Fellow SEANC Members, Traditionally the November Reporter contains EMPAC endorsements of candidates for the North Carolina General Assembly, but this year is different. On July 24, the statewide EMPAC met and made an important decision to not endorse any General Assembly candidates for this year’s election. I want to share with you why that decision was made in a nearly unanimous vote. In a budget deficit year where there was no money for raises, cost of living adjustments or benefit enhancements, legislators kept telling SEANC members they were supportive of state employees and working families – specifically supportive of moving oversight of the State Health Plan away from control of the General Assembly to an executive agency. But no one had the courage to schedule a vote! Lack of oversight by the General Assembly has allowed Blue Cross and Blue Shield of North Carolina to effectively raise our out-of-pocket health care costs and reduce our benefits. It started with a no-bid, secret contract that allows Blue Cross to charge basically whatever they want to the state and to Dearmon have us, the taxpayers, pay for it. It would have cost legislators nothing to make the change – except for campaign cash from Blue Cross. Legislators took a walk on state employees and retirees when they chose Blue Cross over working families. Now it’s EMPAC’s turn to take a walk. Legislators never seem willing to ask Blue Cross to give up even a dime in tough economic times; they only look to state employees and retirees. When it came time to vote on transferring health plan oversight, the Democratic House and Senate leadership said it wasn’t the right time. For the legislative leaders, it’s never the right time to fund the pay plan, provide affordable family health insurance and certainly not the right time for collective bargaining. I’ve been hearing this for 15 years – even in times of economic prosperity. Isn’t it odd that it never seems to be the right time for legislators to do the right thing, except when it’s time to interview for an EMPAC endorsement? We are aware that this decision may be controversial to our contributors who have built EMPAC into a force to be reckoned with in North Carolina. As a result of this decision, EMPAC should have more than $1 million to support our true friends in 2012. Individual legislators will have two years to decide who is more important – working families, big insurance or the legislative leadership. Although the state committee is making no legislative endorsements this year, we have encouraged the area EMPACs to provide opportunities for our members to get to know the legislative candidates in their areas through interviews or forums. The committee also felt it was important that legislators know we are not out of the endorsement game, just not endorsing them. So we conducted an endorsement process for the U.S. Senate and ultimately endorsed outstanding SEANC member Elaine Marshall. I hope all state employees and retirees will support her in November! Thank you for helping to make EMPAC one of the largest political action committees in North Carolina.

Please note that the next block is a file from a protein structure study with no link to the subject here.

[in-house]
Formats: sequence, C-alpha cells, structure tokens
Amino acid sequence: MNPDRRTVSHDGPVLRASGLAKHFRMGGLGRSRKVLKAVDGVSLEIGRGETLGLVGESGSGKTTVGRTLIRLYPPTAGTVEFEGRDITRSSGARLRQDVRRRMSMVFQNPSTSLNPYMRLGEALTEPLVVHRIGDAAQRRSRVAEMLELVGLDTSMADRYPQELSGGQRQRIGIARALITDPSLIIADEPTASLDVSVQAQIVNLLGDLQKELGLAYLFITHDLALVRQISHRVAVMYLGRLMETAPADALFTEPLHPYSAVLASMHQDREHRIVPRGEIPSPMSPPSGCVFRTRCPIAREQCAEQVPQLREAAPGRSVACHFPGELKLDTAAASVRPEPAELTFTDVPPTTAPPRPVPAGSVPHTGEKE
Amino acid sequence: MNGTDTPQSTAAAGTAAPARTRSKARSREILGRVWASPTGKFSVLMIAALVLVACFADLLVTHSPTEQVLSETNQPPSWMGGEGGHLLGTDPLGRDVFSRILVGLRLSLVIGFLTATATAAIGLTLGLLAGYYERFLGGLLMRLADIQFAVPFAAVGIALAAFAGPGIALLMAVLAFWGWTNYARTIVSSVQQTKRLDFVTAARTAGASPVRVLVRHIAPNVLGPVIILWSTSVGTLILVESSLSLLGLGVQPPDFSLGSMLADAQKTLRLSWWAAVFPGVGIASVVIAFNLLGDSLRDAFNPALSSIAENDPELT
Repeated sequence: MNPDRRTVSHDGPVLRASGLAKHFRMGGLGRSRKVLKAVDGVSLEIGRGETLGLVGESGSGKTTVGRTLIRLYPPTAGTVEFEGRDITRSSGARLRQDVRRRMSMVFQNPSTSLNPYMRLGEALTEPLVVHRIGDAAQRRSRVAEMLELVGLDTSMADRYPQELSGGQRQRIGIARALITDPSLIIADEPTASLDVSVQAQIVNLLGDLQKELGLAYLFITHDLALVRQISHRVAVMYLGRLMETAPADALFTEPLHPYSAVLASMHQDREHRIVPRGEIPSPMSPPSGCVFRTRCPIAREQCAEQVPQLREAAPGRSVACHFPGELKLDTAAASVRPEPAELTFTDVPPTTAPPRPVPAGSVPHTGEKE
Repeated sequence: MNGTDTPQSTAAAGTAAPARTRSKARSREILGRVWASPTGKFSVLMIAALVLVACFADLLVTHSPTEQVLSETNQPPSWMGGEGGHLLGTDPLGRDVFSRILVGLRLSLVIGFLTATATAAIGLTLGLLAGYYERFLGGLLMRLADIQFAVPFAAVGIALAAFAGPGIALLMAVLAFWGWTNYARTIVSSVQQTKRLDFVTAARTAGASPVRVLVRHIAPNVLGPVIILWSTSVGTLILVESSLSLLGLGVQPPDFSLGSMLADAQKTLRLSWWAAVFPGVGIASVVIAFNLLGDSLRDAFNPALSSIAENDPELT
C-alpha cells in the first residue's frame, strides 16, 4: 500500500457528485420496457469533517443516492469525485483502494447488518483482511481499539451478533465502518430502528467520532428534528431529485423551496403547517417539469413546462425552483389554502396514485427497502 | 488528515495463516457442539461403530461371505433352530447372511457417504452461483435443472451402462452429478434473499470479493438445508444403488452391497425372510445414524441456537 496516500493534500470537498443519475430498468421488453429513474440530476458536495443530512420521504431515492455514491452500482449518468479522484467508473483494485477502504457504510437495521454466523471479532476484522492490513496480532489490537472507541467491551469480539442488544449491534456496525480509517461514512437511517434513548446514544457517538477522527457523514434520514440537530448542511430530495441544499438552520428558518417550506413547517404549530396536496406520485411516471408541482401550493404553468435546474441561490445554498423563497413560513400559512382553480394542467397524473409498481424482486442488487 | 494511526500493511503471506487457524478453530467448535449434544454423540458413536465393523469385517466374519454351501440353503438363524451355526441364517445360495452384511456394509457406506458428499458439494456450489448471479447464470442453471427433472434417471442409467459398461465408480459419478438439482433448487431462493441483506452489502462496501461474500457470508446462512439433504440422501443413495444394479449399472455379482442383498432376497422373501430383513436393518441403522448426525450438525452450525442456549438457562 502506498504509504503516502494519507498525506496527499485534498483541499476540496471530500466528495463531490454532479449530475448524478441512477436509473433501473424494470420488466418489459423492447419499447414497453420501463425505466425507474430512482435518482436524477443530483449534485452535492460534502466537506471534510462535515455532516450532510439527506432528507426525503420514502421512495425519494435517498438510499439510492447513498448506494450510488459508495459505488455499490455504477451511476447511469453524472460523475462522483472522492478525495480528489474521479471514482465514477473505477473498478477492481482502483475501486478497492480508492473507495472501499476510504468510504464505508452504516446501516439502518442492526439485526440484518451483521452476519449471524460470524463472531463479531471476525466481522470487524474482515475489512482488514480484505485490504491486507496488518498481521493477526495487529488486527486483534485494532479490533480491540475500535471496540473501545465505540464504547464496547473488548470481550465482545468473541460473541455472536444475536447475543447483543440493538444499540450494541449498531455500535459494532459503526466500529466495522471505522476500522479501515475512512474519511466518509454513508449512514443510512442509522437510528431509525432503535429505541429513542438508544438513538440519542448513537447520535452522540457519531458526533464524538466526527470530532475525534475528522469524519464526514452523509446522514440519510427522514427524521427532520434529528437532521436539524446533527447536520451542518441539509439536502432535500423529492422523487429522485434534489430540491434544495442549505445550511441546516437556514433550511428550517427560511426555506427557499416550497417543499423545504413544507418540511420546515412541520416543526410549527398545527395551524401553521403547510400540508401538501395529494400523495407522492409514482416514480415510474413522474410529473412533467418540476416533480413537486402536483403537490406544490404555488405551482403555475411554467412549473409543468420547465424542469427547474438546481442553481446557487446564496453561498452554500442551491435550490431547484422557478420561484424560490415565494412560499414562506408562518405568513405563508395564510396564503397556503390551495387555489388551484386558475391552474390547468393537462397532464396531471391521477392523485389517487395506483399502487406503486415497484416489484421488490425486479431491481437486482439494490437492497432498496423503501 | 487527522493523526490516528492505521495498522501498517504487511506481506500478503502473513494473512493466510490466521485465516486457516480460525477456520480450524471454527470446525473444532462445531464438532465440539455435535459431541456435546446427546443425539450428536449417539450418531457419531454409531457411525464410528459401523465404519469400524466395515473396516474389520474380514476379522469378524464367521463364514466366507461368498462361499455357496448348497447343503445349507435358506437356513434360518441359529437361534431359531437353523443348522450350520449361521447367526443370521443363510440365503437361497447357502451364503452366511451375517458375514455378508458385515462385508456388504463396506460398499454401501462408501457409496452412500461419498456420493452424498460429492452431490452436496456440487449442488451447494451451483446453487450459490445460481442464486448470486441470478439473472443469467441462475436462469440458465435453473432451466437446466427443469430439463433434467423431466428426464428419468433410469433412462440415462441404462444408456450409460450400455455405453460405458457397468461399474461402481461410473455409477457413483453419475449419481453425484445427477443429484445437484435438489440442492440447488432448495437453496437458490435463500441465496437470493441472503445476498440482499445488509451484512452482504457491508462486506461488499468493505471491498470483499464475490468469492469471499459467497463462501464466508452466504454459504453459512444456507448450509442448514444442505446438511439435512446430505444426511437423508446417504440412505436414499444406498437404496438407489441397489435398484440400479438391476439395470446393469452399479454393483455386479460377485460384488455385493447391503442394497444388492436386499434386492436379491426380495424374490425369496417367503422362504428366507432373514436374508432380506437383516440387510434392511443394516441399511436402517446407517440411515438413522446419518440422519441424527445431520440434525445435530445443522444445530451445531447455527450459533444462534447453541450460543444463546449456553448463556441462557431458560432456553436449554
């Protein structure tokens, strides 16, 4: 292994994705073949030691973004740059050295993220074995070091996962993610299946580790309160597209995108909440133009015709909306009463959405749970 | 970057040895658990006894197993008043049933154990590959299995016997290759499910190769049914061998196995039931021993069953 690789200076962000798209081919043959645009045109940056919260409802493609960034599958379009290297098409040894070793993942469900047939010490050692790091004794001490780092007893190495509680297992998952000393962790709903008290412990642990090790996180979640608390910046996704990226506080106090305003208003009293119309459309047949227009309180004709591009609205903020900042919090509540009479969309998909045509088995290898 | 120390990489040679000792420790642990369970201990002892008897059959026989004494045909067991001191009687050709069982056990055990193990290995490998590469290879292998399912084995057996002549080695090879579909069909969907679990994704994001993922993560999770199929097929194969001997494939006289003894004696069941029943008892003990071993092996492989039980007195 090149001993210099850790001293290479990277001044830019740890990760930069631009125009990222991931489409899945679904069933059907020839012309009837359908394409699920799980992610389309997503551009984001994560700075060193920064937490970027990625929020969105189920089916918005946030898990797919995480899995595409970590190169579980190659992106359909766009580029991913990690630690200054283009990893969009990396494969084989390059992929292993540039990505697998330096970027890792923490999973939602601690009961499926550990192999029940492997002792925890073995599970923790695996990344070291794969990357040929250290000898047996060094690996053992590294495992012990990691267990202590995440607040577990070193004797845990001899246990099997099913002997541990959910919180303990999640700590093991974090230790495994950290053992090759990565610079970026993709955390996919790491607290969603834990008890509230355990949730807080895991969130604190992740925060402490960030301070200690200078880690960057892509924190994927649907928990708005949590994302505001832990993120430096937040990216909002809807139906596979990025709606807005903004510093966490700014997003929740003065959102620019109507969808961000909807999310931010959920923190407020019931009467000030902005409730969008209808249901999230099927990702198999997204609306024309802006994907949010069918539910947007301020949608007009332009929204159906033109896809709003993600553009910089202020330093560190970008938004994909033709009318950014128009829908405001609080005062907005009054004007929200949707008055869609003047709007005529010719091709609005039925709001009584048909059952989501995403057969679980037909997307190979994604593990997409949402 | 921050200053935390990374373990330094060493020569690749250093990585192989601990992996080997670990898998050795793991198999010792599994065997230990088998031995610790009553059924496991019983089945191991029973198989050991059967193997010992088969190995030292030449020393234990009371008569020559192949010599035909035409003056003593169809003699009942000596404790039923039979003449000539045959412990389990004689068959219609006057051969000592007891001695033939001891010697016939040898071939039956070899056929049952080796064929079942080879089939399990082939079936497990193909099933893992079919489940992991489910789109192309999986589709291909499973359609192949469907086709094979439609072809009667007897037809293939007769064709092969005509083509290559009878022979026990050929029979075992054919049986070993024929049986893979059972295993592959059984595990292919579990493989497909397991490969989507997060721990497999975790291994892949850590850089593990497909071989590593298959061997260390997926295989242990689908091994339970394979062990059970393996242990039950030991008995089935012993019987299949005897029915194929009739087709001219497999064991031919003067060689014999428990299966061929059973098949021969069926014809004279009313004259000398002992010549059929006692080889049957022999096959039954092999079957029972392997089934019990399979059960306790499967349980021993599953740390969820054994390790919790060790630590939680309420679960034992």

SEANC Protests “Pay-to-Play” Fundraiser

with Blue Cross Contractor Capstrat By Mary Adelaide Riddick Executive Director Dana Cope and more than 30 SEANC members protested Blue Cross and Blue Shield of North Carolina contractor Capstrat CEO Ken Eudy’s “pay-to-play” fundraiser for Senate Democrats on Aug. 24. SEANC members are concerned about political influence over state contracts in light of Blue Cross’ no-bid, cost-plus, sweetheart contract with the State Health Plan (SHP). The Blue Cross contract allows the SHP to be billed for everything from the CEO to public relations efforts. Capstrat also holds government contracts with the N.C. State Ports Authority, University of North Carolina at Pembroke and a multi-million dollar contract for a teen tobacco use prevention and cessation program. “It’s hypocritical for politicians to take campaign contributions from government contractors while at the same time pounding their chests talking about the ethics bill and how they’ve cleaned up government,” Cope said. An Aug. 11 Wilmington Star-News article reported that Eudy, a government contractor, was asked by a member of the North Carolina State Senate to host the fundraiser. “This fundraiser gives state employees and the public the impression that this is a ‘you scratch my back, I’ll scratch your back’ event,” Cope said. mariddick@seanc.org

Thank you,

Photo by Toni Davis

Mark Dearmon State EMPAC Chairman

SEANC members came out in droves to oppose “payto-play” politics in North Carolina state government.